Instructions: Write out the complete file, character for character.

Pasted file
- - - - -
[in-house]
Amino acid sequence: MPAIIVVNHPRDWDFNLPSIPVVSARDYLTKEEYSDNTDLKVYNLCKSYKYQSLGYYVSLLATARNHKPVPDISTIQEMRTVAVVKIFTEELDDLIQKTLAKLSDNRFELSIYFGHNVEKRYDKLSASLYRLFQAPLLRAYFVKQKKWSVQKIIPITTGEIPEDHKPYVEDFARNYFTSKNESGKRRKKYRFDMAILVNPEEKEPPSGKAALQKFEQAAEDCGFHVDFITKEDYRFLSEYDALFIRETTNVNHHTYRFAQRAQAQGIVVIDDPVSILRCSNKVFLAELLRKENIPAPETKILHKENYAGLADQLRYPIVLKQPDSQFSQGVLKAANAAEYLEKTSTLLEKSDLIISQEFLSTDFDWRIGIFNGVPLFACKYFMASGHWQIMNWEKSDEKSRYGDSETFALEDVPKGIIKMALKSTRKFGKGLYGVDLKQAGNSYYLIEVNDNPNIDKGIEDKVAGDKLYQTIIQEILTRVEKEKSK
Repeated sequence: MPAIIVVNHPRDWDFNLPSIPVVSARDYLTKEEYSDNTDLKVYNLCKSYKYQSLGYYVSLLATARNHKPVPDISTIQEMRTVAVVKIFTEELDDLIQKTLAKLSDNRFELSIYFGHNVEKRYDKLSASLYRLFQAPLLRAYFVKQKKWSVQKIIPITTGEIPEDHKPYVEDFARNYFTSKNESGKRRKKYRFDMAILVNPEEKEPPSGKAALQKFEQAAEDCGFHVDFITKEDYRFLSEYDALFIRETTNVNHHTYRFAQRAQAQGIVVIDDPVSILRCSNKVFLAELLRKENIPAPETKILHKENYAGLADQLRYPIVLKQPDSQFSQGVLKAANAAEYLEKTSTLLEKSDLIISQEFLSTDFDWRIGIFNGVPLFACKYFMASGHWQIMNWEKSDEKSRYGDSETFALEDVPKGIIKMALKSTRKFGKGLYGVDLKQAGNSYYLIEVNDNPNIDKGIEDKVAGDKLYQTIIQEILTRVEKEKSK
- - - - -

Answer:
[in-house]
Amino acid sequence: MPAIIVVNHPRDWDFNLPSIPVVSARDYLTKEEYSDNTDLKVYNLCKSYKYQSLGYYVSLLATARNHKPVPDISTIQEMRTVAVVKIFTEELDDLIQKTLAKLSDNRFELSIYFGHNVEKRYDKLSASLYRLFQAPLLRAYFVKQKKWSVQKIIPITTGEIPEDHKPYVEDFARNYFTSKNESGKRRKKYRFDMAILVNPEEKEPPSGKAALQKFEQAAEDCGFHVDFITKEDYRFLSEYDALFIRETTNVNHHTYRFAQRAQAQGIVVIDDPVSILRCSNKVFLAELLRKENIPAPETKILHKENYAGLADQLRYPIVLKQPDSQFSQGVLKAANAAEYLEKTSTLLEKSDLIISQEFLSTDFDWRIGIFNGVPLFACKYFMASGHWQIMNWEKSDEKSRYGDSETFALEDVPKGIIKMALKSTRKFGKGLYGVDLKQAGNSYYLIEVNDNPNIDKGIEDKVAGDKLYQTIIQEILTRVEKEKSK
Repeated sequence: MPAIIVVNHPRDWDFNLPSIPVVSARDYLTKEEYSDNTDLKVYNLCKSYKYQSLGYYVSLLATARNHKPVPDISTIQEMRTVAVVKIFTEELDDLIQKTLAKLSDNRFELSIYFGHNVEKRYDKLSASLYRLFQAPLLRAYFVKQKKWSVQKIIPITTGEIPEDHKPYVEDFARNYFTSKNESGKRRKKYRFDMAILVNPEEKEPPSGKAALQKFEQAAEDCGFHVDFITKEDYRFLSEYDALFIRETTNVNHHTYRFAQRAQAQGIVVIDDPVSILRCSNKVFLAELLRKENIPAPETKILHKENYAGLADQLRYPIVLKQPDSQFSQGVLKAANAAEYLEKTSTLLEKSDLIISQEFLSTDFDWRIGIFNGVPLFACKYFMASGHWQIMNWEKSDEKSRYGDSETFALEDVPKGIIKMALKSTRKFGKGLYGVDLKQAGNSYYLIEVNDNPNIDKGIEDKVAGDKLYQTIIQEILTRVEKEKSK